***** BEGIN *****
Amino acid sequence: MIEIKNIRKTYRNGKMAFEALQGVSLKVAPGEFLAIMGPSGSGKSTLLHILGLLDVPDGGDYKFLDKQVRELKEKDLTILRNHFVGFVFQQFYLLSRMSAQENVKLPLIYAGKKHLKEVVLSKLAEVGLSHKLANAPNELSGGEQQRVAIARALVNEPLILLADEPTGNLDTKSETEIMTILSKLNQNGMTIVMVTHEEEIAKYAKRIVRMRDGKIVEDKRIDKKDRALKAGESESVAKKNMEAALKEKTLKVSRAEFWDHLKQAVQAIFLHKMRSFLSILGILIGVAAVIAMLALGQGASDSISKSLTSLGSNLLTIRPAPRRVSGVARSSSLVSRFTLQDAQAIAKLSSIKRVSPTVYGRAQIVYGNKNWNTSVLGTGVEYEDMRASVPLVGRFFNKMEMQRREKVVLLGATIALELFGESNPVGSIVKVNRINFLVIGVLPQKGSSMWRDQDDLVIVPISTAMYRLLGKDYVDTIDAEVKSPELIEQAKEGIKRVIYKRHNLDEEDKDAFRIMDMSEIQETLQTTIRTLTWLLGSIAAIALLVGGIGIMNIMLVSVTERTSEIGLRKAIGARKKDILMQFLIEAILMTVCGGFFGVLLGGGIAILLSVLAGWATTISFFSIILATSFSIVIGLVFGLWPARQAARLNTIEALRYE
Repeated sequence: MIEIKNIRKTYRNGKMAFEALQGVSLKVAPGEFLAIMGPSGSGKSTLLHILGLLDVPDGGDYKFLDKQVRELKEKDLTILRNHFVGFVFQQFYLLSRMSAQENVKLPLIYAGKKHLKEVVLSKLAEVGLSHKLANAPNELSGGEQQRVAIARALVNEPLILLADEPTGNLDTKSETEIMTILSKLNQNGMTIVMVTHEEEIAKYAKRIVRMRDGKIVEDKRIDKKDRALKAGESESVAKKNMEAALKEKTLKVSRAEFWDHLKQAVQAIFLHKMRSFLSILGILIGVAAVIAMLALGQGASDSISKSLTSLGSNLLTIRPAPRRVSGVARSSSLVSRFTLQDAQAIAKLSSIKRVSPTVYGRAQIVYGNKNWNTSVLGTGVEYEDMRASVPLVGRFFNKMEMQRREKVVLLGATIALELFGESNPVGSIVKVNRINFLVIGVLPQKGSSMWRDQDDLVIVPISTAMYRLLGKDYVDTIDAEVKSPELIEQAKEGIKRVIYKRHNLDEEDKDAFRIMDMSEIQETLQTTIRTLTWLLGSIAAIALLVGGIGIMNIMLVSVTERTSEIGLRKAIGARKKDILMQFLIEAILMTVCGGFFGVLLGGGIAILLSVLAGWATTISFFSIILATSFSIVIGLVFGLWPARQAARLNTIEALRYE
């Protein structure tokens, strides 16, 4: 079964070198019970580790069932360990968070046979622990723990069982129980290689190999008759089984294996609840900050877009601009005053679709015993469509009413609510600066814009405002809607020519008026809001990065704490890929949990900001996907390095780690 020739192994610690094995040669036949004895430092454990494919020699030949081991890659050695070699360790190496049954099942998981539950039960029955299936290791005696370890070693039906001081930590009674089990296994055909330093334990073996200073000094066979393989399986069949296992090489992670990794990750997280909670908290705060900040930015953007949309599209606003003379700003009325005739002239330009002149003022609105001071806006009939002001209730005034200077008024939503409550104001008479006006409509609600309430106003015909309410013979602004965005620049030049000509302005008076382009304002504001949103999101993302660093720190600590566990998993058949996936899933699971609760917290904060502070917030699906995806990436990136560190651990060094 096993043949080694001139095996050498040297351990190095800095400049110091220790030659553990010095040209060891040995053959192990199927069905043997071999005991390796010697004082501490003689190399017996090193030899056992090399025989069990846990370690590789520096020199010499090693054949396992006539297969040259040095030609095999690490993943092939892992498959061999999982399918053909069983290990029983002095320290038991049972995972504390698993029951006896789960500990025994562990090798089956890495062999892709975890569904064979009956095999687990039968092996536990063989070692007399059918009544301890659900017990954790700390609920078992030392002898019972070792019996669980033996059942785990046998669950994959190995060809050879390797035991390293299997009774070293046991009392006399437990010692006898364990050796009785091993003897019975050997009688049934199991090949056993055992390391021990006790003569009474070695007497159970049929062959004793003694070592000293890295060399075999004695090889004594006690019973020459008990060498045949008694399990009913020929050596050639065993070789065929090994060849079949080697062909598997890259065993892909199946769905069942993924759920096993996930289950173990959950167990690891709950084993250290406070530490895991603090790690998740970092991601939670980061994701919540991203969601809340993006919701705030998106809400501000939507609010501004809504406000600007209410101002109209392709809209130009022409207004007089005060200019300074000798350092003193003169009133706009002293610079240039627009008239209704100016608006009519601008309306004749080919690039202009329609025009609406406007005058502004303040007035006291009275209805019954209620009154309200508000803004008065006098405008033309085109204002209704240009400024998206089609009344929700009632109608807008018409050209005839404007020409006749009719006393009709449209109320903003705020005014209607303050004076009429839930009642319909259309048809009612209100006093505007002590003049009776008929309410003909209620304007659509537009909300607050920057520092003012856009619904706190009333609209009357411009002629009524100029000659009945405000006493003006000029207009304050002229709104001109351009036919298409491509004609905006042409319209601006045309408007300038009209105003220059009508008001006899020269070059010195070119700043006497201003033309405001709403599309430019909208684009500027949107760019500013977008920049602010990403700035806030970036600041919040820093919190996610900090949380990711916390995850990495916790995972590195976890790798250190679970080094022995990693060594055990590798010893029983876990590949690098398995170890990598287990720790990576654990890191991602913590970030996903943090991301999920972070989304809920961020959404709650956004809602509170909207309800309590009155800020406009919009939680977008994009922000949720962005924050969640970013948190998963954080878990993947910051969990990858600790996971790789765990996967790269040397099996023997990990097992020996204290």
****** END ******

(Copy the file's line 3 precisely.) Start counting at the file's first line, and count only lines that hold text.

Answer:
């Protein structure tokens, strides 16, 4: 079964070198019970580790069932360990968070046979622990723990069982129980290689190999008759089984294996609840900050877009601009005053679709015993469509009413609510600066814009405002809607020519008026809001990065704490890929949990900001996907390095780690 020739192994610690094995040669036949004895430092454990494919020699030949081991890659050695070699360790190496049954099942998981539950039960029955299936290791005696370890070693039906001081930590009674089990296994055909330093334990073996200073000094066979393989399986069949296992090489992670990794990750997280909670908290705060900040930015953007949309599209606003003379700003009325005739002239330009002149003022609105001071806006009939002001209730005034200077008024939503409550104001008479006006409509609600309430106003015909309410013979602004965005620049030049000509302005008076382009304002504001949103999101993302660093720190600590566990998993058949996936899933699971609760917290904060502070917030699906995806990436990136560190651990060094 096993043949080694001139095996050498040297351990190095800095400049110091220790030659553990010095040209060891040995053959192990199927069905043997071999005991390796010697004082501490003689190399017996090193030899056992090399025989069990846990370690590789520096020199010499090693054949396992006539297969040259040095030609095999690490993943092939892992498959061999999982399918053909069983290990029983002095320290038991049972995972504390698993029951006896789960500990025994562990090798089956890495062999892709975890569904064979009956095999687990039968092996536990063989070692007399059918009544301890659900017990954790700390609920078992030392002898019972070792019996669980033996059942785990046998669950994959190995060809050879390797035991390293299997009774070293046991009392006399437990010692006898364990050796009785091993003897019975050997009688049934199991090949056993055992390391021990006790003569009474070695007497159970049929062959004793003694070592000293890295060399075999004695090889004594006690019973020459008990060498045949008694399990009913020929050596050639065993070789065929090994060849079949080697062909598997890259065993892909199946769905069942993924759920096993996930289950173990959950167990690891709950084993250290406070530490895991603090790690998740970092991601939670980061994701919540991203969601809340993006919701705030998106809400501000939507609010501004809504406000600007209410101002109209392709809209130009022409207004007089005060200019300074000798350092003193003169009133706009002293610079240039627009008239209704100016608006009519601008309306004749080919690039202009329609025009609406406007005058502004303040007035006291009275209805019954209620009154309200508000803004008065006098405008033309085109204002209704240009400024998206089609009344929700009632109608807008018409050209005839404007020409006749009719006393009709449209109320903003705020005014209607303050004076009429839930009642319909259309048809009612209100006093505007002590003049009776008929309410003909209620304007659509537009909300607050920057520092003012856009619904706190009333609209009357411009002629009524100029000659009945405000006493003006000029207009304050002229709104001109351009036919298409491509004609905006042409319209601006045309408007300038009209105003220059009508008001006899020269070059010195070119700043006497201003033309405001709403599309430019909208684009500027949107760019500013977008920049602010990403700035806030970036600041919040820093919190996610900090949380990711916390995850990495916790995972590195976890790798250190679970080094022995990693060594055990590798010893029983876990590949690098398995170890990598287990720790990576654990890191991602913590970030996903943090991301999920972070989304809920961020959404709650956004809602509170909207309800309590009155800020406009919009939680977008994009922000949720962005924050969640970013948190998963954080878990993947910051969990990858600790996971790789765990996967790269040397099996023997990990097992020996204290």